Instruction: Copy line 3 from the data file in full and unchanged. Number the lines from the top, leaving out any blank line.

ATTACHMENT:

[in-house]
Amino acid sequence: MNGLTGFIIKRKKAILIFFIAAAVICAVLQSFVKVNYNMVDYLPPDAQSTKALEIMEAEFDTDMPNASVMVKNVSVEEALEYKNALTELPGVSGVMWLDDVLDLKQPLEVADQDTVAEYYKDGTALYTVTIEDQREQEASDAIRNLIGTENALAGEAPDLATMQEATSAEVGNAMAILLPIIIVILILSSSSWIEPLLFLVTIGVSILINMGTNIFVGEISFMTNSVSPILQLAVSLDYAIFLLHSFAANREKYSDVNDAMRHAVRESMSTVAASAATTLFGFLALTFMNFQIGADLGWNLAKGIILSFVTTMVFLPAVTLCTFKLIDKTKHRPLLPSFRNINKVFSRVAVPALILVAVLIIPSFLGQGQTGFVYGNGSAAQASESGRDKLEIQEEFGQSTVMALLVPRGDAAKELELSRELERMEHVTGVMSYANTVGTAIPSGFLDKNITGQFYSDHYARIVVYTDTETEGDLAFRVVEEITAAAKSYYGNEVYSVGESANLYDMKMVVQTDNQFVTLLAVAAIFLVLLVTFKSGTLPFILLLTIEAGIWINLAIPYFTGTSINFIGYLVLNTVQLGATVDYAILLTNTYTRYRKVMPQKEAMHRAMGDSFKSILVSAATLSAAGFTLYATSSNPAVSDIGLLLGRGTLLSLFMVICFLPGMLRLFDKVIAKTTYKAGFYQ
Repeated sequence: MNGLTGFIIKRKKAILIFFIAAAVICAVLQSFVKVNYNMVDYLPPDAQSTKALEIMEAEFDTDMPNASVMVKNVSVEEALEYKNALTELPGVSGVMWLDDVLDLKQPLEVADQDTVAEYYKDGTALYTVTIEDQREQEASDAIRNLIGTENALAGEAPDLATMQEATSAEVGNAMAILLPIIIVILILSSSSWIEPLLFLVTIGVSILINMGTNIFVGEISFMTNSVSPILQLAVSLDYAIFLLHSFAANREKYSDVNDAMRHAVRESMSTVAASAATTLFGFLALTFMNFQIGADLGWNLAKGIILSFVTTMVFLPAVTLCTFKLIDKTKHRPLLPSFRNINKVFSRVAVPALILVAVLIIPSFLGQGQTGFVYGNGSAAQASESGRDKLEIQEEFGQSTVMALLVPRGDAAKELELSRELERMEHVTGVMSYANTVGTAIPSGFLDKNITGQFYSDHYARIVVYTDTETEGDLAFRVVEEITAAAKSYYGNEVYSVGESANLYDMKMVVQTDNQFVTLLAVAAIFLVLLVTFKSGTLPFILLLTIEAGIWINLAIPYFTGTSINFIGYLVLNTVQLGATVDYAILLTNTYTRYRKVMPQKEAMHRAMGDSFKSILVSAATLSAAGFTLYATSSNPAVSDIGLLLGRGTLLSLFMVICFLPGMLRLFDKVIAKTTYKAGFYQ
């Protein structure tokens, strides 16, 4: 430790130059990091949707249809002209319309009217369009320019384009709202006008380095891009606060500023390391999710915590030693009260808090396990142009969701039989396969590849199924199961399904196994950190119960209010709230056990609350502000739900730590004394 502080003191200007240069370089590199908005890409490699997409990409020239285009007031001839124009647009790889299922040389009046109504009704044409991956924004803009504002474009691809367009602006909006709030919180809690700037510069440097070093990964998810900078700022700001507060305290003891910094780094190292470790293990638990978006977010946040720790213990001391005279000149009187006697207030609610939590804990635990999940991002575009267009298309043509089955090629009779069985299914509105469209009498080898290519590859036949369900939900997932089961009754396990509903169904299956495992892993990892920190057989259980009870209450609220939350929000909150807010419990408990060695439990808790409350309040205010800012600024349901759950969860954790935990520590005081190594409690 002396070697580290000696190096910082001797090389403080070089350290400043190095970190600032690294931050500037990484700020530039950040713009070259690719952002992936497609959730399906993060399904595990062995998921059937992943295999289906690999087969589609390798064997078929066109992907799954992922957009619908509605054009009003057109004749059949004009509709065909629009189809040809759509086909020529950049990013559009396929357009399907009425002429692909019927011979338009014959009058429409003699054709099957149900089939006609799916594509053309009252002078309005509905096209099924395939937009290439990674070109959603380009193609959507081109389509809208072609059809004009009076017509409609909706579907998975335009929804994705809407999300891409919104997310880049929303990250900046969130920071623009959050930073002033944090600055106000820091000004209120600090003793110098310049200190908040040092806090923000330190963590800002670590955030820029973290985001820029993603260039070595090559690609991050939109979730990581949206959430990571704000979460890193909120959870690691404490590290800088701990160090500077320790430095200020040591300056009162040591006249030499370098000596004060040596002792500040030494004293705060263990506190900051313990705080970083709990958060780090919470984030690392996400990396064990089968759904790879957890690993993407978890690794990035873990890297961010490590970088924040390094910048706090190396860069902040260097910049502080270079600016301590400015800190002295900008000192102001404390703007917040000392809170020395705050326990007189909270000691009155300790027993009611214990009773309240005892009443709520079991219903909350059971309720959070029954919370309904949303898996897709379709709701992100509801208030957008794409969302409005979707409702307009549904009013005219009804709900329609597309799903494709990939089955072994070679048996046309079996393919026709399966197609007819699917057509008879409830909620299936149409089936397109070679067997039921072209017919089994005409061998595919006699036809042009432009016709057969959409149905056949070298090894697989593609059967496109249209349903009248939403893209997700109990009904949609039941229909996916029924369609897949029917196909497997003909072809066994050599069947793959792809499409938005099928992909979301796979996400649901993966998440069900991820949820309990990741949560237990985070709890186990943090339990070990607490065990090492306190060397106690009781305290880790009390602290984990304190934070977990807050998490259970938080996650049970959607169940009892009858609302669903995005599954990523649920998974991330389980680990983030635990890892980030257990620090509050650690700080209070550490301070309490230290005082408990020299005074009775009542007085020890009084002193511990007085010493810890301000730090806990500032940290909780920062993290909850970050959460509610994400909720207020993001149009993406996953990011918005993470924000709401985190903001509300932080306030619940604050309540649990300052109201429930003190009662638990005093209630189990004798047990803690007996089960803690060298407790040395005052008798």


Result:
Repeated sequence: MNGLTGFIIKRKKAILIFFIAAAVICAVLQSFVKVNYNMVDYLPPDAQSTKALEIMEAEFDTDMPNASVMVKNVSVEEALEYKNALTELPGVSGVMWLDDVLDLKQPLEVADQDTVAEYYKDGTALYTVTIEDQREQEASDAIRNLIGTENALAGEAPDLATMQEATSAEVGNAMAILLPIIIVILILSSSSWIEPLLFLVTIGVSILINMGTNIFVGEISFMTNSVSPILQLAVSLDYAIFLLHSFAANREKYSDVNDAMRHAVRESMSTVAASAATTLFGFLALTFMNFQIGADLGWNLAKGIILSFVTTMVFLPAVTLCTFKLIDKTKHRPLLPSFRNINKVFSRVAVPALILVAVLIIPSFLGQGQTGFVYGNGSAAQASESGRDKLEIQEEFGQSTVMALLVPRGDAAKELELSRELERMEHVTGVMSYANTVGTAIPSGFLDKNITGQFYSDHYARIVVYTDTETEGDLAFRVVEEITAAAKSYYGNEVYSVGESANLYDMKMVVQTDNQFVTLLAVAAIFLVLLVTFKSGTLPFILLLTIEAGIWINLAIPYFTGTSINFIGYLVLNTVQLGATVDYAILLTNTYTRYRKVMPQKEAMHRAMGDSFKSILVSAATLSAAGFTLYATSSNPAVSDIGLLLGRGTLLSLFMVICFLPGMLRLFDKVIAKTTYKAGFYQ